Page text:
September preliminary Money Anxiety stable at 71.6
September preliminary Money Anxiety Index came in at 71.6, the same level as in the previous month. However, the September Money Anxiety Index is 1.2 points lower than in July indicating that the jolt in July was temporary due to concerns over the economic and financial conflict with Russia, which now has subsided in lieu of the talks between the presidents of Russia and Ukraine.
What is the Money Anxiety Index?
The Money Anxiety Index measures various economic indicators and factors associated with consumers’ level of financial worry and stress. The Money Anxiety Index functions as an early-warning system to shifts in the economy, allowing financial advisors to react in time to changes in the economic cycle.
The Money Anxiety Index Is highly predictive. It predicted the arrival of the Great Recession over a year prior to the official declaration of the recession in December of 2007. In the graph below, you can see how consumers’ money anxiety is trending upwards starting in October of 2006.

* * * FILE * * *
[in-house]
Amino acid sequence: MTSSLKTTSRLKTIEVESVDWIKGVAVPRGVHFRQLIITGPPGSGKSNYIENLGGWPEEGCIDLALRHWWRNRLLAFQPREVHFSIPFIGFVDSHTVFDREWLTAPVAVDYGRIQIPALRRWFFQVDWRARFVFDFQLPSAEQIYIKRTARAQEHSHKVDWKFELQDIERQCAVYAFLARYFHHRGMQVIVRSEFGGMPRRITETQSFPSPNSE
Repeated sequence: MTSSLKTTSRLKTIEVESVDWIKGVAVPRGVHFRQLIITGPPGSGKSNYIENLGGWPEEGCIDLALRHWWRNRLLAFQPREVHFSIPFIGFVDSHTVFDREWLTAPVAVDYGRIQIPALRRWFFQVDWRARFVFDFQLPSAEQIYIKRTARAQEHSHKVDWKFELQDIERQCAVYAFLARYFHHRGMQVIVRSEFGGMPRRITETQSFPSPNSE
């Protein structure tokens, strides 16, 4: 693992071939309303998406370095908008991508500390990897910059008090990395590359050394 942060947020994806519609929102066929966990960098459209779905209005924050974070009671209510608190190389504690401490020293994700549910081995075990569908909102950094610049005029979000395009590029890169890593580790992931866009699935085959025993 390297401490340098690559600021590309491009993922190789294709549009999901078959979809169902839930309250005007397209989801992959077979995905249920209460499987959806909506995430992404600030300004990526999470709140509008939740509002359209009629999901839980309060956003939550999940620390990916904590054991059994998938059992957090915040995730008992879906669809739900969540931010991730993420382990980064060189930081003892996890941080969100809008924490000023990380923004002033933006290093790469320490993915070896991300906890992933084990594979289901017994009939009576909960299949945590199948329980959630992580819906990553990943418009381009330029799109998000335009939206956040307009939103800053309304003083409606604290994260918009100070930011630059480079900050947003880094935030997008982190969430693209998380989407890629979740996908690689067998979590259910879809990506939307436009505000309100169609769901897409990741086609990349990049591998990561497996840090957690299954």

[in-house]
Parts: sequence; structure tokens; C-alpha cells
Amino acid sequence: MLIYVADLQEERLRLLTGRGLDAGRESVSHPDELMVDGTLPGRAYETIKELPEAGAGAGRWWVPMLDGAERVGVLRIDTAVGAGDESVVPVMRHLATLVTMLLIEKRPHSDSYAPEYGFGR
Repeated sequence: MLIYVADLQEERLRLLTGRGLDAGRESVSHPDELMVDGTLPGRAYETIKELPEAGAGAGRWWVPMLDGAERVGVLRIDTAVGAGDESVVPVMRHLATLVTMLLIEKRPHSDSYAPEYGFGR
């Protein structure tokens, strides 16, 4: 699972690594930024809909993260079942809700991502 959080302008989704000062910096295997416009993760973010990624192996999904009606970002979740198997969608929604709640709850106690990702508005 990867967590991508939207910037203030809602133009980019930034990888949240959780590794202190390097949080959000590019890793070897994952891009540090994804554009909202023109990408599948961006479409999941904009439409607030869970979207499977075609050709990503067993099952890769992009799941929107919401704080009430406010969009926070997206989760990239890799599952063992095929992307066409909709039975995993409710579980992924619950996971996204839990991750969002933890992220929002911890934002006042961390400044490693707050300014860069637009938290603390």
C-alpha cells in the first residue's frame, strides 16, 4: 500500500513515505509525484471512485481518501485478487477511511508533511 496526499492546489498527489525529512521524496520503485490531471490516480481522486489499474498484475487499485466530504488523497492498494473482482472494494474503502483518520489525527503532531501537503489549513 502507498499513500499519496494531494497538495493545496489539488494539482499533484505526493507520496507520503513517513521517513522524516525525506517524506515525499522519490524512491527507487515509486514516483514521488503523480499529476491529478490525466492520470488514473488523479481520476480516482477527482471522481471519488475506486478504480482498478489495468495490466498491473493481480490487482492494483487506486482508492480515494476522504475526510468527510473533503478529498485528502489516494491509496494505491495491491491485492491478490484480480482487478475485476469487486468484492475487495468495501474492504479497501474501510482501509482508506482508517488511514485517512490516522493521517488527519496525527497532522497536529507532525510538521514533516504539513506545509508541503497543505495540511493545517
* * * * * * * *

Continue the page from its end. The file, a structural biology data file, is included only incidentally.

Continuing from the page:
Money Anxiety Index in the Last 12 Months
The Money Anxiety Index resembles a rollercoaster thus far this year. In the 1st quarter, the index increased 1.3 points to 79.2 then dropped 7.9 points in the 2nd quarter to 71.3, after which it increased 1.5 points during the July jolt, and lately dropped 1.2 points to its current level of 71.6. These fluctuations in the Money Anxiety Index are an indication of consumers’ uncertainty about the direction of the economy and, as a result, their own personal finances.
Money Anxiety Index – historical perspective
The Money Anxiety Index consists of monthly measurement of the level of consumers’ financial anxiety for over 50 years. It spans from January 1959 to date. Historically, the Money Anxiety Index fluctuated from a high of 135.3 during the recession of the early 1980s, to a low of 38.7 in the mid 1960s. The 50-year average is 70.7 (July 1980 = 100).
The Money Anxiety Index was developed using Structural Equation Modeling (SEM) with a large sample size of monthly economic indicators meeting, the required measures of fit.